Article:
2017 NOAA report to Congress names IUU fishing countries

Created on Thursday, 30 March 2017

In January 2017, the National Oceanic and Atmospheric Administration (NOAA) published its Biennial Report[1] to Congress on Improving International Fisheries Management. In the report, NOAA identifies three nations whose fishing vessels were reported to have engaged in illegal, unreported, and unregulated (IUU) fishing: Ecuador, Mexico, and the Russian Federation.

IUU fishing “undermines economic opportunities for U.S. fishermen and poses a direct threat to food security and socio-economic stability in many parts of the world,” according to NOAA; and countries are held responsible under international law for the illegal activities of fishing vessels registered under their flag. Ecuador, Mexico, and the Russian Federation are reported to have had fishing vessels violate several IUU fishing regulations in the last two years, including fishing in restricted areas, discarding or misreporting catch, and disposing plastics into the sea.

Since the last Biennial Report was published in 2015, five of the six countries previously identified took sufficient action to prevent IUU activities by adopting new regulations, amending existing policies, and by sanctioning responsible individuals. Mexico was re-identified in the 2017 Biennial Report and negatively certified due to continued illegal fishing in U.S. waters and overfishing of shared stocks. When NOAA ‘negatively certifies’ a country, it means that that the country can incur trade and port restrictions, but none have been enacted for Mexico. NOAA will continue to work with Mexico to support corrective action against IUU fishing activities. Ecuador was also re-identified, but for different violations than previously reported in 2015. As Ecuador amended their legislation and resolved previous cases, the country is not subject to import or port access restrictions. The Russian Federation was identified for fishing illegally in U.S. waters and undermining conservation measures of the Southern Ocean’s fisheries authority, such as misreporting fishing activity.

The 2017 Biennial Report also identifies three countries “of interest”: Costa Rica, Italy, and Panama. Countries “of interest” have fishing vessels that were identified for IUU activities over the past two years; they are not formally recognized as the cases were resolved through previously existing compliance measures or other appropriate means.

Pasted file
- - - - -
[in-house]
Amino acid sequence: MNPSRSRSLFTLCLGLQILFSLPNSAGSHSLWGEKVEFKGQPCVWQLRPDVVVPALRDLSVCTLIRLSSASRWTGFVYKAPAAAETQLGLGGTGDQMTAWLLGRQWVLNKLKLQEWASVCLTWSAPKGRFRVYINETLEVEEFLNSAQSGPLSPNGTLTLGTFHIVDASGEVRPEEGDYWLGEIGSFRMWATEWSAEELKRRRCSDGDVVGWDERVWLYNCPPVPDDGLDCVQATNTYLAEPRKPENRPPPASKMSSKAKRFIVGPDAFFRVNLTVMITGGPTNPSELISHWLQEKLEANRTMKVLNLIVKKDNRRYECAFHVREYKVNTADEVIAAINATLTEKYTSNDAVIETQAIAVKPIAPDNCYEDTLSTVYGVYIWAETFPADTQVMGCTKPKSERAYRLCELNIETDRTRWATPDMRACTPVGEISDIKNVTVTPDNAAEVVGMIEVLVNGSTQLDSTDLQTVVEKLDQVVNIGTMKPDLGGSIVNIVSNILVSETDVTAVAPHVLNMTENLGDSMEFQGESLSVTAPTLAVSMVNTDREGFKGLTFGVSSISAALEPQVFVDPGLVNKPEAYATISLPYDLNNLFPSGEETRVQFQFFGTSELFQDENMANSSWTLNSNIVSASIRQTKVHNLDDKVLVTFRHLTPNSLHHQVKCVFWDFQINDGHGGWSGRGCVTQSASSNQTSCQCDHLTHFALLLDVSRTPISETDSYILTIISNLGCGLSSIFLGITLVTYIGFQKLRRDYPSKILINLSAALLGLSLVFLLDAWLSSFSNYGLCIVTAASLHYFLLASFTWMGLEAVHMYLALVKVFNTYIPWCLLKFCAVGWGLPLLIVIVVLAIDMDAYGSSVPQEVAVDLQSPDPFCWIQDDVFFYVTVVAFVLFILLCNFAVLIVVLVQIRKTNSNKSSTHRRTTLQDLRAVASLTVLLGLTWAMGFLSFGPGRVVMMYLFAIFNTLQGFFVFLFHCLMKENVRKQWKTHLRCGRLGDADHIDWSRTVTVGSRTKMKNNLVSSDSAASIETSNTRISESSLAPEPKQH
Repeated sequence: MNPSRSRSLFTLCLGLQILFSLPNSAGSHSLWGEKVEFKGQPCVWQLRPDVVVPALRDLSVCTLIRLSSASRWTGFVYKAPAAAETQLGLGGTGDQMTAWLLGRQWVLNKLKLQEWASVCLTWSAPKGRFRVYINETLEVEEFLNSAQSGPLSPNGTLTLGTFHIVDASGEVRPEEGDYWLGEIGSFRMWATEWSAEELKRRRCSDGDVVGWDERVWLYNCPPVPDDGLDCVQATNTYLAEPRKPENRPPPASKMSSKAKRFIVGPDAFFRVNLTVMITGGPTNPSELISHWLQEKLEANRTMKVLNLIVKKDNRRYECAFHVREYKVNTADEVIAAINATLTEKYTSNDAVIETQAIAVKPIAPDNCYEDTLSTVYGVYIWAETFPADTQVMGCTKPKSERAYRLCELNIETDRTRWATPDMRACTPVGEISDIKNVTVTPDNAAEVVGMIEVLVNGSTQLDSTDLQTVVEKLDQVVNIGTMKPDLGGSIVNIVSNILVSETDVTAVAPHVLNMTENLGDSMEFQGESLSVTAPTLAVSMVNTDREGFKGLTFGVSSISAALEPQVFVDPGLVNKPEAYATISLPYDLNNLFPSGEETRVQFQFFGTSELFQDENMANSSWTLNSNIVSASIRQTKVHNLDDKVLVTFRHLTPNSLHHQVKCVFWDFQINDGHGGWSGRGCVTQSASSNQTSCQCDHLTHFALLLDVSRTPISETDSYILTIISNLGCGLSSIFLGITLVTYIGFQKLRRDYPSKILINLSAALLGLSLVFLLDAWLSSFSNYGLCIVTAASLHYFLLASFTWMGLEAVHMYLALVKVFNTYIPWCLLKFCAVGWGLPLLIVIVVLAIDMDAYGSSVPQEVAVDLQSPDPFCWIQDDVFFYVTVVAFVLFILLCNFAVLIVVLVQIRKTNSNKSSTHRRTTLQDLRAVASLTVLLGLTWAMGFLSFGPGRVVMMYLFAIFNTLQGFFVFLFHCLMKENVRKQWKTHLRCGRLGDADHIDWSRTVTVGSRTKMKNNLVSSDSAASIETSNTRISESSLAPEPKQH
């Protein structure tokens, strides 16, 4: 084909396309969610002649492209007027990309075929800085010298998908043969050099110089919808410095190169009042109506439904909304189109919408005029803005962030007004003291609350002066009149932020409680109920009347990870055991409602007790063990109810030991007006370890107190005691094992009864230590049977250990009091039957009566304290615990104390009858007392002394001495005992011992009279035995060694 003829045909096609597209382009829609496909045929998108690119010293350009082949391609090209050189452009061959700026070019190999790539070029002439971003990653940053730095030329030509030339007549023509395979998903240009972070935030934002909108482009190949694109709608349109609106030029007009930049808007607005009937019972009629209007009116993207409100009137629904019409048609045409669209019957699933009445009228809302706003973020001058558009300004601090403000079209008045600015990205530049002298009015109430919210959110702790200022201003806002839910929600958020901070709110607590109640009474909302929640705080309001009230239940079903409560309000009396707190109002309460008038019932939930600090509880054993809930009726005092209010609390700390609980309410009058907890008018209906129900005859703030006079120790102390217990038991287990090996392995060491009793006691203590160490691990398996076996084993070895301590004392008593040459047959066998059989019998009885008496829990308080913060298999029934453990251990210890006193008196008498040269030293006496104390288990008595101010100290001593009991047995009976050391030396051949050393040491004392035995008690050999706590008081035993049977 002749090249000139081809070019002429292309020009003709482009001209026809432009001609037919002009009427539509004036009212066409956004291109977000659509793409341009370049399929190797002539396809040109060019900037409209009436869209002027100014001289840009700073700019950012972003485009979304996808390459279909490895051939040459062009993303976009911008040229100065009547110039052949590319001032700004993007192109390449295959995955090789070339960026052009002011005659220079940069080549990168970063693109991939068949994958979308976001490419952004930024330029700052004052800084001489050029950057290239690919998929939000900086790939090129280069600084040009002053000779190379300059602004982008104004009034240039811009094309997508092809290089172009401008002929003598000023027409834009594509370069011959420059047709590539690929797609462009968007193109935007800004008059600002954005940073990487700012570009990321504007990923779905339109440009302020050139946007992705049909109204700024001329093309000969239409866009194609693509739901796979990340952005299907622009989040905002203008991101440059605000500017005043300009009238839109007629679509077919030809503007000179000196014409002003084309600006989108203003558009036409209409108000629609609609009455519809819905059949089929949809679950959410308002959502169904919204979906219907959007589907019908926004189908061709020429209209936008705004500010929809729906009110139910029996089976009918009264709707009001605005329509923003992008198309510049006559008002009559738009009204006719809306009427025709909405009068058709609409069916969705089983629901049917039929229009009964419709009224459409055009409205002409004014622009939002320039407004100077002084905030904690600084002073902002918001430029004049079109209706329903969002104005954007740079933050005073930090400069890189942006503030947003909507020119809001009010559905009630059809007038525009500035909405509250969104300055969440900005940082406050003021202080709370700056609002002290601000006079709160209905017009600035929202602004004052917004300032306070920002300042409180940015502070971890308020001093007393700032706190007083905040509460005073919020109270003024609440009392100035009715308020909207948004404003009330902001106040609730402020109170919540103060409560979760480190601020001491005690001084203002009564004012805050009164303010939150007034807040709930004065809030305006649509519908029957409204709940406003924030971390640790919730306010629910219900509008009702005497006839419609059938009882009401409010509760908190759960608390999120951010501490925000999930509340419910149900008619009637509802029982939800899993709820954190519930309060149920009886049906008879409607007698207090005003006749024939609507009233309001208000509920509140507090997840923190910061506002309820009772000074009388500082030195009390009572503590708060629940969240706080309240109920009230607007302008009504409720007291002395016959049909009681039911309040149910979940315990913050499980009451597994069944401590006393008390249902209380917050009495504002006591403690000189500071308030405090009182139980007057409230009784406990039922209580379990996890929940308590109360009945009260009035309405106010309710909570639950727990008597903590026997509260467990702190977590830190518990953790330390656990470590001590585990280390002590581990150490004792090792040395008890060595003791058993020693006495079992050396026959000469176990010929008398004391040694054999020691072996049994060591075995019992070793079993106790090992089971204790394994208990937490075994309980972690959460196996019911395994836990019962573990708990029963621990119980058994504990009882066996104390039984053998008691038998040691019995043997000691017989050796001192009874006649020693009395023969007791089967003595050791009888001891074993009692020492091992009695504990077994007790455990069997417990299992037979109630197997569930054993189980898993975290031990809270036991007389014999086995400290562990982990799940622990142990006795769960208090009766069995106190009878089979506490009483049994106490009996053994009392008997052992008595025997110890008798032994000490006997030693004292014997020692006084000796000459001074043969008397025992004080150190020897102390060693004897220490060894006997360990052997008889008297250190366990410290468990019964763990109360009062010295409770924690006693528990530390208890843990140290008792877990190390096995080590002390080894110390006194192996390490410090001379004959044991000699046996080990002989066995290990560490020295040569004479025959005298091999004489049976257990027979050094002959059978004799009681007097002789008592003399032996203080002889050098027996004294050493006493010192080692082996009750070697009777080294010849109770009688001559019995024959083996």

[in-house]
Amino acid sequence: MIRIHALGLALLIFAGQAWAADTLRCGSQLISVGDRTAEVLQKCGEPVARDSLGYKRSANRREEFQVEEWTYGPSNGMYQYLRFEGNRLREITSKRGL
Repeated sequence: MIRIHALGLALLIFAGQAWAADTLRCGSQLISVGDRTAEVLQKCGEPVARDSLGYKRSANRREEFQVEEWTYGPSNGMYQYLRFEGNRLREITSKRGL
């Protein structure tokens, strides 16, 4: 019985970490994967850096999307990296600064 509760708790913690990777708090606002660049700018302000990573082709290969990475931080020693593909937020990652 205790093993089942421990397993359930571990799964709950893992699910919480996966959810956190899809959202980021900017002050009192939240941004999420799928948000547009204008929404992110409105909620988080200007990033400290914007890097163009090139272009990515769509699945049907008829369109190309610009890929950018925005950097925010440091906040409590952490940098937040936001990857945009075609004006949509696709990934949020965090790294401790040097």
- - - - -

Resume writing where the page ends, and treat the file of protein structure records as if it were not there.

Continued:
NOAA intends to work with Ecuador, Mexico, and the Russian Federation to improve their fisheries management and enforcement and will assess their progress in the next Biennial Report, due in 2019. If a country fails to make sufficient progress towards addressing the IUU activities of its fishing vessels, they risk restrictions on seafood imports and the denial of port privileges for their fishing vessels.

The Biennial Report also includes updates regarding domestic, regional, and global efforts that have occurred over the last two years to combat IUU fishing, minimize bycatch of protected species, and conserve sharks. A few significant highlights include:

  • the Commission for the Conservation of Antarctic Marine Living Resources (CCAMLR) created the world’s largest marine protected area in the Ross Sea
  • the National Marine Fisheries Service (NMFS) published a final rule establishing the Seafood Import Monitoring Program, a national seafood traceability program aimed at preventing IUU and/or fraudulent seafood from entering U.S. commerce
  • Congress passed the Ensuring Access Pacific Fisheries Act which will allow the U.S. to join the two newest regional fisheries management organizations (RFMOs) – the North Pacific Fisheries Commission (NPFC) and the South Pacific Regional Fisheries Management Organization (SPRFMO).


[1] NOAA is mandated to submit the Biennial Report to Congress under the High Seas Driftnet Fishing Moratorium Protection Act, as amended by the Magnuson-Stevens Fishery Conservation and Management Reauthorization Act.